- William I, the Conqueror, bequeathed a fortune in cash to Henry. Now what about Robert and Rufus? William forgave his oldest son of all his sins and gave him the duchy of Normandy. Without waiting, Rufus went up to England and took control of the huge treasury at Winchester Cathedral.
- On Sunday, 26 Sep 1087, seventeen days from his father’s death, William junior was anointed and crowned king at Canterbury by Archbishop Lanfranc. All present swore fealty (religious and ritualistic loyalty). He became William II.
- William II took on a conciliatory and generous outlook, which misfired.
- One warm day in July, people gathered outside in the Norman city of Touques, and they were surprised to learn he was on board the ship. Normally important people’s arrival was announced with fanfare, but this time the king was in a hurry to take care of problems that just erupted. He arrived unannounced. He was his own herald and laughed, as he answered the crowd’s question. He rode off on a local priest’s horse, and the people ran alongside and applauded.
- Revolt after revolt broke out in England and Normandy, and the great lords and earls fortified their castles and seized parts of neighboring territories.
- But Rufus suppressed them all effectively and ruthlessly. At Rochester, for example, his artillery destroyed a wooden castle and damaged cathedral property.
- One hint says that he was a man of few words. In a court case against the bishop of Durham in November 1088 on a charge of treason, his words are recorded, and they were sharp and blunt and brief.
- So why was Rufus so successful? Robert failed to send support to England, the local lords there capitulated. Maybe England didn’t matter to Robert as much as the rich counties and duchies in France. Also Rufus was determined, was an effective general in siege warfare, and led a navy that blockaded supply lines. By 1088, success. He could enjoy his kingship for a while, until Henry came along and the next piece of turmoil from Robert.
- Henry wanted their mother’s properties in England, but Rufus saw no reason to give them to him. Henry had done nothing to help his older brother.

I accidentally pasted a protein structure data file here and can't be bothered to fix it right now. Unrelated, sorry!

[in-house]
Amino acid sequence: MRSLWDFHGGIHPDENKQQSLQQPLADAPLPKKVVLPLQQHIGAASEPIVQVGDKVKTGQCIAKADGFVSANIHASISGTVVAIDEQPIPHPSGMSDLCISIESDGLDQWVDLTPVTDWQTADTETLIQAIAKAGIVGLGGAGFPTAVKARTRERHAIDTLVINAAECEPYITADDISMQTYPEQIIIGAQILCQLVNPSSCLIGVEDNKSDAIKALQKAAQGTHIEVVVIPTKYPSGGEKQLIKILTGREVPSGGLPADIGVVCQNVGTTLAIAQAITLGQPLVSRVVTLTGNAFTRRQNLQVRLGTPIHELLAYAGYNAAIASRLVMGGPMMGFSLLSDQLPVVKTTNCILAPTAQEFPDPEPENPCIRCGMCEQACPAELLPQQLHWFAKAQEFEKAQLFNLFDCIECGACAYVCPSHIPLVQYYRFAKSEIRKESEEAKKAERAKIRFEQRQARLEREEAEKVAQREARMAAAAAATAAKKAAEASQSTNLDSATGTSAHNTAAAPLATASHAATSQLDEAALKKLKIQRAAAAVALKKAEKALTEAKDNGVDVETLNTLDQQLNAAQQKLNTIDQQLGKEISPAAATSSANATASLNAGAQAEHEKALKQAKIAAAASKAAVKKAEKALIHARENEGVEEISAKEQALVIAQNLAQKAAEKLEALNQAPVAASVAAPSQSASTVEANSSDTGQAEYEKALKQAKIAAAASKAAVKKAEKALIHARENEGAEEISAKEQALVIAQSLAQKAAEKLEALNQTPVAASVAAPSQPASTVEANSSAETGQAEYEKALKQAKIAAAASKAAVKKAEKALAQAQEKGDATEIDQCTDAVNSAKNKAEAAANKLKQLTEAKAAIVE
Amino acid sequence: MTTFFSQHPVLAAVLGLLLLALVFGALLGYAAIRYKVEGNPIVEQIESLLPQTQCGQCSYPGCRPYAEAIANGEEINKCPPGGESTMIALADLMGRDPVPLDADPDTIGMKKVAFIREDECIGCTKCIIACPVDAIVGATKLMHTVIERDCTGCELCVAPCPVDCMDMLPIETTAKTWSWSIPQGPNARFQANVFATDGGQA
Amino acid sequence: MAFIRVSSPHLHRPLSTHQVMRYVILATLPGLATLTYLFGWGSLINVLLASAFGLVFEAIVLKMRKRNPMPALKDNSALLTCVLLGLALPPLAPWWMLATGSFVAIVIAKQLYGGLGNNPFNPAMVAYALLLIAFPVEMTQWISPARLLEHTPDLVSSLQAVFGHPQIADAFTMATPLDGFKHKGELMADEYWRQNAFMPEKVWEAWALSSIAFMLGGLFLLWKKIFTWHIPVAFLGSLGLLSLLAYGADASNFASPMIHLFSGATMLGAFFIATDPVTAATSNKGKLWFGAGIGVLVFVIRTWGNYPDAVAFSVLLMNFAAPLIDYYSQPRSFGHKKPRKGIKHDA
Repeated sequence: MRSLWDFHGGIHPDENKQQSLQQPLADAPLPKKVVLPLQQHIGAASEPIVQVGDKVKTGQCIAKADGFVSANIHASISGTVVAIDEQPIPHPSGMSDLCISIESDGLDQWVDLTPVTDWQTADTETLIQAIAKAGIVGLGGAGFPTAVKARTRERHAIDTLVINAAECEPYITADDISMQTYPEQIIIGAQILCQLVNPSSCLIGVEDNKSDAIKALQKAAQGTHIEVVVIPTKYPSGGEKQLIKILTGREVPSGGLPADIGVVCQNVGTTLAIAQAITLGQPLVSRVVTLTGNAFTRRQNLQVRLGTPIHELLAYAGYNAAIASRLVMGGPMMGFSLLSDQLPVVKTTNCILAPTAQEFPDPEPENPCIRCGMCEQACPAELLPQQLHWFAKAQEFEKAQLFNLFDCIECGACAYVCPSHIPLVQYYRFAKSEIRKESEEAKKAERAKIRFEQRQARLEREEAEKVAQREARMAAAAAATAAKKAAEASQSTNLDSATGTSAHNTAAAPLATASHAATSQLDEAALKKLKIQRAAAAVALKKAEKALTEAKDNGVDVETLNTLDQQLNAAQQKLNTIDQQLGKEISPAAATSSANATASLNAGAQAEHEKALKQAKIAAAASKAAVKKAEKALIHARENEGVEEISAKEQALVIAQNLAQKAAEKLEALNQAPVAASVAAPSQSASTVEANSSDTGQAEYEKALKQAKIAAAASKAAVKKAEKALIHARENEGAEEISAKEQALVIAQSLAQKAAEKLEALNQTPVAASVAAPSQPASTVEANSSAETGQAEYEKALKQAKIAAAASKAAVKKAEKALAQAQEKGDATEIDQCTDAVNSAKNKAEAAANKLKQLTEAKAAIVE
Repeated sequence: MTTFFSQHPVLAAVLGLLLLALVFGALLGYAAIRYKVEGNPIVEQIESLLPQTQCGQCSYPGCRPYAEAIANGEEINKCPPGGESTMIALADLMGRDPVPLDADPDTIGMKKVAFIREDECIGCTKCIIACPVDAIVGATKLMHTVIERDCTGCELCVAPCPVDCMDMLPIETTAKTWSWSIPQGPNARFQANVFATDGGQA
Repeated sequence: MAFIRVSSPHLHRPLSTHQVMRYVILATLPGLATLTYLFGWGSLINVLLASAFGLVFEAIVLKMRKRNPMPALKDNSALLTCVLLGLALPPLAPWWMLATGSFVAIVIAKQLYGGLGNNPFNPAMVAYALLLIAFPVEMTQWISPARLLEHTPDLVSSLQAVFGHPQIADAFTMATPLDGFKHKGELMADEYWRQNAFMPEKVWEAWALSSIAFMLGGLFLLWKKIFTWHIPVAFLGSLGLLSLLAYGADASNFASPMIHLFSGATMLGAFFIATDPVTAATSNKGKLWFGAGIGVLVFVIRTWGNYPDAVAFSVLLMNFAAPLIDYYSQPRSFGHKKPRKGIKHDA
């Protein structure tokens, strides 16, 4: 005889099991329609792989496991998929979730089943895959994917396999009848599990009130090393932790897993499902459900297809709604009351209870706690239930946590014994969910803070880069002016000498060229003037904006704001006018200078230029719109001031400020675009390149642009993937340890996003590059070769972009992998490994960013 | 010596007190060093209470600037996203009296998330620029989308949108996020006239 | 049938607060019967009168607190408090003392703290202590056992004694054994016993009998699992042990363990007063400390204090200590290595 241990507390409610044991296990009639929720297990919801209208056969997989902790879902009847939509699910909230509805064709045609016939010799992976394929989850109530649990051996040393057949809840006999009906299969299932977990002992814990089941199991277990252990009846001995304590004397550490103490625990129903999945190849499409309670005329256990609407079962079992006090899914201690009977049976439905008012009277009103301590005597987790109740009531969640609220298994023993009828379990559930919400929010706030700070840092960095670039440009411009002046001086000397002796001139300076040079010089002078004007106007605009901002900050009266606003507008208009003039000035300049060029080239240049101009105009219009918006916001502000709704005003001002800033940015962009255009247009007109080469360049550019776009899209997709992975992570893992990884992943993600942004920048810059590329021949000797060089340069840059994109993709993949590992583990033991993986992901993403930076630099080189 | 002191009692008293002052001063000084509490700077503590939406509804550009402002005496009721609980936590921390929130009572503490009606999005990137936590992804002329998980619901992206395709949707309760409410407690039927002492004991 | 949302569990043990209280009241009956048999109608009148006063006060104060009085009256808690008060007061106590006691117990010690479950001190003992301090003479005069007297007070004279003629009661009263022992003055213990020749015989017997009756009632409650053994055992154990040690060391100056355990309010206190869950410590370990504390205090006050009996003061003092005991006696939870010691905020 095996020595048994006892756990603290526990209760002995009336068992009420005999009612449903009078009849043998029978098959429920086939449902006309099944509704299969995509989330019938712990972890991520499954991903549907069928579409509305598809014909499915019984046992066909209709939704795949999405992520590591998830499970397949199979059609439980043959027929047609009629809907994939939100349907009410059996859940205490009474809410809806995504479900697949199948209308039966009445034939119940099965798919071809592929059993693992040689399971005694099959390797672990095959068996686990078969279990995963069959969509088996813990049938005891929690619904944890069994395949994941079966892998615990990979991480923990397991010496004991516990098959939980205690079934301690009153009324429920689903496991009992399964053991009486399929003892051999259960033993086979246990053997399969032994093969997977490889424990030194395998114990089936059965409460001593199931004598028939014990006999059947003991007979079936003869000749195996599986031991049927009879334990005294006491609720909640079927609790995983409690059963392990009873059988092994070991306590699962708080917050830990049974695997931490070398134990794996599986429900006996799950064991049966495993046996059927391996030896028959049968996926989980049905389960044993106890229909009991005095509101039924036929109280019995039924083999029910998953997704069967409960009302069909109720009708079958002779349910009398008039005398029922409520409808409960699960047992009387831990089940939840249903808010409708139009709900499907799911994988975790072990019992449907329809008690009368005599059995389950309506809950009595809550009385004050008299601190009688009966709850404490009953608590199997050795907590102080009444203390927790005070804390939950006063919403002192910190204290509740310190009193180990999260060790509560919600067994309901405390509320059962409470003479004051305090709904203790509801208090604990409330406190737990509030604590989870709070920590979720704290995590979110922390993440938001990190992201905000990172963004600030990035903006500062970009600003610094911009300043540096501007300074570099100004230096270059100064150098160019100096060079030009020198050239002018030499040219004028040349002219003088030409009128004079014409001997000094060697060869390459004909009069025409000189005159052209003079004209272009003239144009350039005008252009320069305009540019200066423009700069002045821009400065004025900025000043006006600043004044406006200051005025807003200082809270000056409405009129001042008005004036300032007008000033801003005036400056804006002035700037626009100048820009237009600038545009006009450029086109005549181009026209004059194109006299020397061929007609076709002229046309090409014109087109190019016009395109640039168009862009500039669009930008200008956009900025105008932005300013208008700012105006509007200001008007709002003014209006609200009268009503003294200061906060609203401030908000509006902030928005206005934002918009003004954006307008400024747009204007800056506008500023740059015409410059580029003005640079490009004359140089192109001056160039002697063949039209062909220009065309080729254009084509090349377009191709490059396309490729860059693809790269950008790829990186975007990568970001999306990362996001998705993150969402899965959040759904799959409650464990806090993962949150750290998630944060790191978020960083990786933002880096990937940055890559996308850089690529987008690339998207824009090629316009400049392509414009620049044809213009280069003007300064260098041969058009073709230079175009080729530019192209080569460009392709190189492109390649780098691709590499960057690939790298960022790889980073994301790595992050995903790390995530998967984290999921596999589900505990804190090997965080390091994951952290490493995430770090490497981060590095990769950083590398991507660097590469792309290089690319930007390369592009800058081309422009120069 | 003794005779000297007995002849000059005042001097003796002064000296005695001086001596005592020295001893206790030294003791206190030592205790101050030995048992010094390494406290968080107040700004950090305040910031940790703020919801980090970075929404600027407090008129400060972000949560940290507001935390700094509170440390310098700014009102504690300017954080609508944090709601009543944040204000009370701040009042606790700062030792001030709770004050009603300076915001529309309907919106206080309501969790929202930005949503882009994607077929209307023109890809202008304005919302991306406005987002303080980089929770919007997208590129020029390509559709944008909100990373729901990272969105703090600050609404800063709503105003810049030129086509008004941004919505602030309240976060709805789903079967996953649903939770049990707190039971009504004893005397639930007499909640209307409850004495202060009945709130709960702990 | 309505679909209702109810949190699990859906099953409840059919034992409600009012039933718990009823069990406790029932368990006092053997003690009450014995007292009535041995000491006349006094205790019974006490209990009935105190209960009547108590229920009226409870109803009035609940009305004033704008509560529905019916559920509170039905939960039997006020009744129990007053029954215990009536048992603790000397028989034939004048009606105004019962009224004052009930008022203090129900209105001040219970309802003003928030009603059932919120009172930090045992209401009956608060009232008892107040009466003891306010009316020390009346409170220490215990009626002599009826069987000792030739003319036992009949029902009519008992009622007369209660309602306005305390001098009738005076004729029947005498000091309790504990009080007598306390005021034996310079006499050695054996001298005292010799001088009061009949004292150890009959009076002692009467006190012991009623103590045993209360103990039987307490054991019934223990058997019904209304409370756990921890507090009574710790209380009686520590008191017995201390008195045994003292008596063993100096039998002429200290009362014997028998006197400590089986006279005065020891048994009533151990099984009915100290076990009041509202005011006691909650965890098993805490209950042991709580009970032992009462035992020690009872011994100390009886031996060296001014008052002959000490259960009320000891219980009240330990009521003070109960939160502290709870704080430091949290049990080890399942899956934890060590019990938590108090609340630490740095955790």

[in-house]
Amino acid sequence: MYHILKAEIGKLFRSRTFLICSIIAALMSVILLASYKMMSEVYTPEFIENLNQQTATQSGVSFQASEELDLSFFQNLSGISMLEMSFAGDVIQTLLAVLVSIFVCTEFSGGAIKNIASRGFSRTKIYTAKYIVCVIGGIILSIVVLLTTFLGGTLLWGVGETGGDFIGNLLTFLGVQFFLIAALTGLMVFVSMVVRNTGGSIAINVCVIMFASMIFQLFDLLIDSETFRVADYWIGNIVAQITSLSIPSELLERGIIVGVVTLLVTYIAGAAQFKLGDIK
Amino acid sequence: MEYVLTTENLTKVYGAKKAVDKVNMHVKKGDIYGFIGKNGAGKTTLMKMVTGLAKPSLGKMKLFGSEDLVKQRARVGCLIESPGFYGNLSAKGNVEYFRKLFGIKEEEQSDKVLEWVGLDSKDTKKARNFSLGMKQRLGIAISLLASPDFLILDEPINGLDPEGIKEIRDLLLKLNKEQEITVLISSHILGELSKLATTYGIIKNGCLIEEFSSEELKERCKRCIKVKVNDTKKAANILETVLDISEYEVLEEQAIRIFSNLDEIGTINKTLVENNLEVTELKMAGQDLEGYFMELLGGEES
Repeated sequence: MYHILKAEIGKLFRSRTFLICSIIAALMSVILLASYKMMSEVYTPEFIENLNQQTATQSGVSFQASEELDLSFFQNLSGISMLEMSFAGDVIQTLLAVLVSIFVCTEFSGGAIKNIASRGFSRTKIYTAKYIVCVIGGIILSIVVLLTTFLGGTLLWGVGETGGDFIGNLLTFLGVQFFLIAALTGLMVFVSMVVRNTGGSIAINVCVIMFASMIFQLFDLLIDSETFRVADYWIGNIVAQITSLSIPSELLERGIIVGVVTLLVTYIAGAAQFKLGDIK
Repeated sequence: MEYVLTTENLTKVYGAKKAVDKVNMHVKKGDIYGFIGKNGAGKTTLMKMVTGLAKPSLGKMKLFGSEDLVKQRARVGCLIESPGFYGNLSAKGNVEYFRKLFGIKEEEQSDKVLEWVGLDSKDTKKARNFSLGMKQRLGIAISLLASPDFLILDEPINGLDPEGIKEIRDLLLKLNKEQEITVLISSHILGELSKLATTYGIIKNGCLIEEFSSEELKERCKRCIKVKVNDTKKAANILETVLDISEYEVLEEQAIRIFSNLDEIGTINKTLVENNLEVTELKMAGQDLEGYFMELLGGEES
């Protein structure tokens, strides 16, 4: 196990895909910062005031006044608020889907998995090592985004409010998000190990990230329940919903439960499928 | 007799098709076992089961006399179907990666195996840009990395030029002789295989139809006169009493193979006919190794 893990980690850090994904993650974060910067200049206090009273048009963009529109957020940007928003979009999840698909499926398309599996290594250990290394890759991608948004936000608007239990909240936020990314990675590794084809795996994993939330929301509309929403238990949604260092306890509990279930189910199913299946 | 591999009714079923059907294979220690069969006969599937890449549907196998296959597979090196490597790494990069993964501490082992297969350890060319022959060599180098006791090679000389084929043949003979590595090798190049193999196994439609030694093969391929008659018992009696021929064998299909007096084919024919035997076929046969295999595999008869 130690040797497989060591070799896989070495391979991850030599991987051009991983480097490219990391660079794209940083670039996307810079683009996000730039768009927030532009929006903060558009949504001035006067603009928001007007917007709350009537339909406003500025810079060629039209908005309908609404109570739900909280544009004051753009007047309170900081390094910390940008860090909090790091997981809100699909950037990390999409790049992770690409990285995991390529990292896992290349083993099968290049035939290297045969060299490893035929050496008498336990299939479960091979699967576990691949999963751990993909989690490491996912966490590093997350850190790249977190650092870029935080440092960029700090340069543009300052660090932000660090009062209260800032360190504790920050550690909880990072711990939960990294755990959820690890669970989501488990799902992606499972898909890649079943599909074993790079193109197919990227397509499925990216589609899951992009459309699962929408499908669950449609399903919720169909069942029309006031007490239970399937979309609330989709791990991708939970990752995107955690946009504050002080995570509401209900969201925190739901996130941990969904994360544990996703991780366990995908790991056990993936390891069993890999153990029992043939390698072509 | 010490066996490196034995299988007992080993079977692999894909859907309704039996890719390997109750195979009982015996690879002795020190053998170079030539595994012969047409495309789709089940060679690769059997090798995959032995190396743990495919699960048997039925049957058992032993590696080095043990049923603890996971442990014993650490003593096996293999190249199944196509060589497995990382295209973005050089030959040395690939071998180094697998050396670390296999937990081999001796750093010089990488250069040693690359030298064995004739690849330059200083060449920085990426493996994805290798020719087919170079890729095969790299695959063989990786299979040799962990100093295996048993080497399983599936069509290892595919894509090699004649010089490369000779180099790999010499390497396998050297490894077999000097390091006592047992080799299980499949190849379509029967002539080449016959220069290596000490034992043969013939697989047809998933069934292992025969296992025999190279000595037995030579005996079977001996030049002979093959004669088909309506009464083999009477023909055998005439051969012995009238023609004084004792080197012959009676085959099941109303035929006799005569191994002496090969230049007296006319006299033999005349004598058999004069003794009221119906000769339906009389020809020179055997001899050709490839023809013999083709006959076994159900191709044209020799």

- In Christendom at this time, churches got their lands from the generosity of powerful landlords, and none more powerful than the king. These powerful secular rulers selected bishops, abbots, and priests.
- The major churches were wealthy. According to the Domesday Book (1086), the church owned twenty-five percent of England. Rich men offered lots of money to become bishops. Then they had to offer fighting men to serve the king.
- In 1093, Rufus, falling ill, selected Anselm to be the Archbishop of Canterbury, but Anselm didn’t offer much money, maybe £500 for the richer see of Canterbury, contrasted with Robert Bloet who offered £5000 to be Bishop of Lincoln.
- Anselm was a thorn in Rufus’s side. Reform movements emerged at this time, like the secular authorities having no say in selecting church leaders. Anselm also begged the pope’s permission to resign and leave England, because the archbishop and the king didn’t see eye to eye.
- An odd story: The king believed in a trial by ordeal when a crime was committed without witnesses. For example, fifty men were accused of poaching the king’s deer, and they had to walk three paces holding hot iron. If their hands healed well three days later, they were released.
- Their hand did heal well, and the accused were released. The king was disappointed. (In the twelfth century, people turned against the ordeal, and by 1215 the pope prohibited priests from participating in it.)
- In one Medieval historian’s account, William II was tolerant of Jews. A Jewish father asked the king to tell his son to come back to the faith of their fathers, for the son had converted to Christianity. The new convert refused to be intimidated, and Rufus was put to shame, so he let the convert go. However, Rufus often intimidated other young converts, some of whom feared pogroms, and forced them to return to Judaism.